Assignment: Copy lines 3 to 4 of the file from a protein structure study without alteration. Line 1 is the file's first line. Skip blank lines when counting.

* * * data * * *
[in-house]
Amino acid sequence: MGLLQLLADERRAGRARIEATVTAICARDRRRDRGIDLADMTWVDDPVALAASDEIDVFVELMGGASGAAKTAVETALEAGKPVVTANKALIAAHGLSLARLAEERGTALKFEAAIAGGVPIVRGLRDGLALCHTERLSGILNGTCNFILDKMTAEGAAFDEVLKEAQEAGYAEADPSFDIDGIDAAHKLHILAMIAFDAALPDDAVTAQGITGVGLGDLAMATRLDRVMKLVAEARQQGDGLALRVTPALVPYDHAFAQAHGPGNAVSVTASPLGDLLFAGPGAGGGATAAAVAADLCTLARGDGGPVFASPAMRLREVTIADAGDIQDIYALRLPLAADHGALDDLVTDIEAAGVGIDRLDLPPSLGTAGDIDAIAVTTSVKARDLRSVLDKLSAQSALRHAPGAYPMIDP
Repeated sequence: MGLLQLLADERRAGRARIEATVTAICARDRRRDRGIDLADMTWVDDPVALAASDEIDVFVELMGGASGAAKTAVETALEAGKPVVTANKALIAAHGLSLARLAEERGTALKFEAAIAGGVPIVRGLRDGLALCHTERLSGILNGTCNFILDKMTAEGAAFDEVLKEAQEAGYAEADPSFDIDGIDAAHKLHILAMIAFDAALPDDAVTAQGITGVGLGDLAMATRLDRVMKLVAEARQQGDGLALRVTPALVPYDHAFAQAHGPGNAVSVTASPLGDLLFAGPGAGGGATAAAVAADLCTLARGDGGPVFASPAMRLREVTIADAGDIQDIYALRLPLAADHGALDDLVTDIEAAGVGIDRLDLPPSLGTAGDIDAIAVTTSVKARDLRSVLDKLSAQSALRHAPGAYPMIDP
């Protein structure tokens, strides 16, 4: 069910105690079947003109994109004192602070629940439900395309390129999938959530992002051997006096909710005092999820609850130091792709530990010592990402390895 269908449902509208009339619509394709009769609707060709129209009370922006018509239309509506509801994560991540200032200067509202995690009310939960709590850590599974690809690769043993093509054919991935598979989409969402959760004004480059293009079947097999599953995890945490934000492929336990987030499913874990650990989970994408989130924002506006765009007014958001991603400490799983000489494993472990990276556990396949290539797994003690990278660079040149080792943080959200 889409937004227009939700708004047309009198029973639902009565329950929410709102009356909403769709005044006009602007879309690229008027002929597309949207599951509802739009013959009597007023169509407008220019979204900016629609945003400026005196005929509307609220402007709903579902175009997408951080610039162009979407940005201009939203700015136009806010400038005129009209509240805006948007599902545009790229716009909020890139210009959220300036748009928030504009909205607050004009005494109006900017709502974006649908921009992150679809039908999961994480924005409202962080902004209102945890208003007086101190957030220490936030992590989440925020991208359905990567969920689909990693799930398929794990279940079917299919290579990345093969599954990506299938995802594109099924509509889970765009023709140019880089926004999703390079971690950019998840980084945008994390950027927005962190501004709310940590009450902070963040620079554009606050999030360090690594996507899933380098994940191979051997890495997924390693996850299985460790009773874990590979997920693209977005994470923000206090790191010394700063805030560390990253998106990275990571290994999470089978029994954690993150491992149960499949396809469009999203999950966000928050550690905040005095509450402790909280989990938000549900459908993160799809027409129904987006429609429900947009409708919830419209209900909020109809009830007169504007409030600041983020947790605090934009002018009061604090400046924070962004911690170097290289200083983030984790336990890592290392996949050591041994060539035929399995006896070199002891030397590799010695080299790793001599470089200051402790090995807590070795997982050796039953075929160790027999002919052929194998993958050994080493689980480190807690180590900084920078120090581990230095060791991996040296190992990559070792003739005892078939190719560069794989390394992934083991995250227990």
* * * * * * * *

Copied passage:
Repeated sequence: MGLLQLLADERRAGRARIEATVTAICARDRRRDRGIDLADMTWVDDPVALAASDEIDVFVELMGGASGAAKTAVETALEAGKPVVTANKALIAAHGLSLARLAEERGTALKFEAAIAGGVPIVRGLRDGLALCHTERLSGILNGTCNFILDKMTAEGAAFDEVLKEAQEAGYAEADPSFDIDGIDAAHKLHILAMIAFDAALPDDAVTAQGITGVGLGDLAMATRLDRVMKLVAEARQQGDGLALRVTPALVPYDHAFAQAHGPGNAVSVTASPLGDLLFAGPGAGGGATAAAVAADLCTLARGDGGPVFASPAMRLREVTIADAGDIQDIYALRLPLAADHGALDDLVTDIEAAGVGIDRLDLPPSLGTAGDIDAIAVTTSVKARDLRSVLDKLSAQSALRHAPGAYPMIDP
């Protein structure tokens, strides 16, 4: 069910105690079947003109994109004192602070629940439900395309390129999938959530992002051997006096909710005092999820609850130091792709530990010592990402390895 269908449902509208009339619509394709009769609707060709129209009370922006018509239309509506509801994560991540200032200067509202995690009310939960709590850590599974690809690769043993093509054919991935598979989409969402959760004004480059293009079947097999599953995890945490934000492929336990987030499913874990650990989970994408989130924002506006765009007014958001991603400490799983000489494993472990990276556990396949290539797994003690990278660079040149080792943080959200 889409937004227009939700708004047309009198029973639902009565329950929410709102009356909403769709005044006009602007879309690229008027002929597309949207599951509802739009013959009597007023169509407008220019979204900016629609945003400026005196005929509307609220402007709903579902175009997408951080610039162009979407940005201009939203700015136009806010400038005129009209509240805006948007599902545009790229716009909020890139210009959220300036748009928030504009909205607050004009005494109006900017709502974006649908921009992150679809039908999961994480924005409202962080902004209102945890208003007086101190957030220490936030992590989440925020991208359905990567969920689909990693799930398929794990279940079917299919290579990345093969599954990506299938995802594109099924509509889970765009023709140019880089926004999703390079971690950019998840980084945008994390950027927005962190501004709310940590009450902070963040620079554009606050999030360090690594996507899933380098994940191979051997890495997924390693996850299985460790009773874990590979997920693209977005994470923000206090790191010394700063805030560390990253998106990275990571290994999470089978029994954690993150491992149960499949396809469009999203999950966000928050550690905040005095509450402790909280989990938000549900459908993160799809027409129904987006429609429900947009409708919830419209209900909020109809009830007169504007409030600041983020947790605090934009002018009061604090400046924070962004911690170097290289200083983030984790336990890592290392996949050591041994060539035929399995006896070199002891030397590799010695080299790793001599470089200051402790090995807590070795997982050796039953075929160790027999002919052929194998993958050994080493689980480190807690180590900084920078120090581990230095060791991996040296190992990559070792003739005892078939190719560069794989390394992934083991995250227990």